Have you ever asked yourself what is happening inside the beehive and what role does the queen really plays? Let’s take an overview of the life of the queen, the whole enchilada within a healthy beehive depends upon the honey bee queen, which is the core and gist of any honey bee colony. Roughly a colony of 60,000 or more honey bees has only one queen honey bee, she is usually the mother of most bees in the hive. Survival of the entire colony rely on that queen bee as she is the sole reproductive female in the colony capable of laying eggs.
The queen is very straight and keep a tight rein on everything she does in the hive, from breeding to fostering, to consistent production of healthy broods. The queen is considered to be the celebrity of the hive because of her fully develop ovaries which enhances her egg-laying abilities. Other bees stay close to the queen to cater and nourish her, the queen mate with approx. 10-20 different drones, laying around almost 1,500 eggs per day- many eggs weigh more than her own body weight- while the other female workers make sure to provide everything that queen need and performs all the duties of colony. A good quality queen means a productive hive leading to the production of quality honey.
The queen will start mating shortly after her emergence, she’ll attracts drones, will mate with them, lay eggs and the fertilized eggs will develop into workers or queen and unfertilized eggs will evolve into drones. The purpose of mating many drones is to assure genetic diversification in the progeny.
Spotting the queen within a hive is an exhausting task for starters, to avoid all this grueling you should mark the queen. Mark a small dot on her thorax or buy a marked queen, it will help you easily locate her. As an apiarist, you should frequently visit the hive to asses brood pattern, presence of eggs, to determine “is your queen healthy”? or if your colony shows any signs of mutiny- in the form of swarming, queen lost, supersedure, sister queen- between the bees.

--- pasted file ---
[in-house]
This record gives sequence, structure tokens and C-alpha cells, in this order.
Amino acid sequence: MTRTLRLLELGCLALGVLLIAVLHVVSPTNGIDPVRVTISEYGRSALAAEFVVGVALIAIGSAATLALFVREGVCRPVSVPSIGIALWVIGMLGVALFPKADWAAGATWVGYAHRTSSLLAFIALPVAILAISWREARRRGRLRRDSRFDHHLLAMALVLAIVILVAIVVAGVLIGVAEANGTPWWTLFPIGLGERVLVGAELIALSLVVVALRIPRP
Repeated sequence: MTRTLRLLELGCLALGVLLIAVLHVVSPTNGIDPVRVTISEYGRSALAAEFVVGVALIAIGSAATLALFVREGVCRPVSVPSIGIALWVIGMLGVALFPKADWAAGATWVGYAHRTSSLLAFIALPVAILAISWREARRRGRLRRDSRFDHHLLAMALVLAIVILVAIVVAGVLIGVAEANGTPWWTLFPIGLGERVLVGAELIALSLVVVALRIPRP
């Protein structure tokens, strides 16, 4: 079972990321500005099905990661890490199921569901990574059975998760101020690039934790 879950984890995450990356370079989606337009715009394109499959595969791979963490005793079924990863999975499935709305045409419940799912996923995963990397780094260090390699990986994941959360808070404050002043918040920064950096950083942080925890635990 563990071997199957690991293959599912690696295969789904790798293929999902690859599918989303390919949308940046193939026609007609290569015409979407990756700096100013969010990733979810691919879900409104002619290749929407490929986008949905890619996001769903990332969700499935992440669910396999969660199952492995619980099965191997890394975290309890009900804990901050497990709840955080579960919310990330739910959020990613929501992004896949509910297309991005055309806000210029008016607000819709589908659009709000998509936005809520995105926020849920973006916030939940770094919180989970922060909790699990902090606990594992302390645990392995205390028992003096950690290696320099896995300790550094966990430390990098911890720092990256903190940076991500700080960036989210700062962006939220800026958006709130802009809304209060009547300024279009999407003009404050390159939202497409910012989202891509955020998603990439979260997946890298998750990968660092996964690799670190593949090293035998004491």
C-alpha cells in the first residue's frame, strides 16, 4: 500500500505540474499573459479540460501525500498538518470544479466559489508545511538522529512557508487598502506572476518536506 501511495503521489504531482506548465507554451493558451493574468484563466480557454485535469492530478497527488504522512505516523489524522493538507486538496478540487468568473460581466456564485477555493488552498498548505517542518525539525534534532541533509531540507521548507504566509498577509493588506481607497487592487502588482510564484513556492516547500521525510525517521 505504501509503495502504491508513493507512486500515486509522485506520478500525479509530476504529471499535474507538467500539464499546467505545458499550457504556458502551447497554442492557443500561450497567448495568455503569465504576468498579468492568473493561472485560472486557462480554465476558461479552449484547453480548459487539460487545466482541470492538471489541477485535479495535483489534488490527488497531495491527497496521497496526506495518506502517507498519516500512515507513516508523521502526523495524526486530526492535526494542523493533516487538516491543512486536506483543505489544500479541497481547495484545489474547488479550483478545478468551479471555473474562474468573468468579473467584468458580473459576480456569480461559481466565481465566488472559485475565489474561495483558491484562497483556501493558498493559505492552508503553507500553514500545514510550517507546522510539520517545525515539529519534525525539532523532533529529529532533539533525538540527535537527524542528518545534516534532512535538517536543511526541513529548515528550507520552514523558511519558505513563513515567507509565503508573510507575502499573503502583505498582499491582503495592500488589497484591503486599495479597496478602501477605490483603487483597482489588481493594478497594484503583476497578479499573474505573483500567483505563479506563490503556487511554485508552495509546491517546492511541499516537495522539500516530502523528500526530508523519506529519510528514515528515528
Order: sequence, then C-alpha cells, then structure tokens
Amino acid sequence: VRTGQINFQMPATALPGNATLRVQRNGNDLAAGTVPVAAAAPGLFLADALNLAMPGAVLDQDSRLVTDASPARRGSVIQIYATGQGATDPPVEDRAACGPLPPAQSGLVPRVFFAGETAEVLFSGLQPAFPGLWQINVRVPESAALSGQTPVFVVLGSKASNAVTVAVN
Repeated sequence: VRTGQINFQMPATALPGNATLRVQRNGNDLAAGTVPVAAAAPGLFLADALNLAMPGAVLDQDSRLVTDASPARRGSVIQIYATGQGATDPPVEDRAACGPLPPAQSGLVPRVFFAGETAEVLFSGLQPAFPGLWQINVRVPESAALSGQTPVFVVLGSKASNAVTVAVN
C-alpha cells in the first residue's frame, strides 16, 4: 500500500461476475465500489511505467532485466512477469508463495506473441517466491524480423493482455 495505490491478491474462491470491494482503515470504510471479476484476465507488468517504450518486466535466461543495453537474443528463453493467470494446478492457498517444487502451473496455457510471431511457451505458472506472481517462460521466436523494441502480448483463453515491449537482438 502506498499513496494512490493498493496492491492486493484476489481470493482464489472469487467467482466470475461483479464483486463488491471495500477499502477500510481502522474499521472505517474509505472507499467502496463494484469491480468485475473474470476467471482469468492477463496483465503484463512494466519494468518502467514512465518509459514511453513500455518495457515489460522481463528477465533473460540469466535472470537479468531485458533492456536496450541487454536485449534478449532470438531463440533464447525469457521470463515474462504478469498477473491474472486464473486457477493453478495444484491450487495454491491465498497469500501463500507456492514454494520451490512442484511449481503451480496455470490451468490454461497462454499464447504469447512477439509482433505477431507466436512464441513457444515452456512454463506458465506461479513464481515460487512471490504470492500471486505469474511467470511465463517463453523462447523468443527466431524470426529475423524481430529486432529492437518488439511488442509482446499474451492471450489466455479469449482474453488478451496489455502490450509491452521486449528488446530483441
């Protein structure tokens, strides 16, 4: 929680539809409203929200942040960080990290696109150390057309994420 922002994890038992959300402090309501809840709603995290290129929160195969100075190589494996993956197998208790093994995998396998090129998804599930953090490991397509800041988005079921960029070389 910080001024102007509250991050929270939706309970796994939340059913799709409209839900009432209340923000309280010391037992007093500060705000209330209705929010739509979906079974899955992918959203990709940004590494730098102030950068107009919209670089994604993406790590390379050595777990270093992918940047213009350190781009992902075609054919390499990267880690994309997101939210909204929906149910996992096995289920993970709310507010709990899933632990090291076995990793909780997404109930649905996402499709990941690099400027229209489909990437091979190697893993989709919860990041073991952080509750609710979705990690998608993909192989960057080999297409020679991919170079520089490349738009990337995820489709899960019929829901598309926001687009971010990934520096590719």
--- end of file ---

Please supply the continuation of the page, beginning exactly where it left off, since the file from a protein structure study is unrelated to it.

Average lifespan of the queen is about 1.5 to 3 years, after that as the time passes, the egg-laying potential of the queen starts reducing, which results in less and less production of baby bees, means smaller colony with minimum harvesting of honey. You can deal with this problem by replacing the queen by another queen-Requeening. Never introduced a new queen to a colony, she might be killed by the workers, instead it is best to left the colony queenlees for 24 hours.
Ready made queen bees can be acquired by commercial queen manufacturer, you can buy the queens from us here, we have alluring Italian mated Queens starting from just $40, which we supply with queen cage, containing the queen and 5-6 escorts as well as candies for the bees.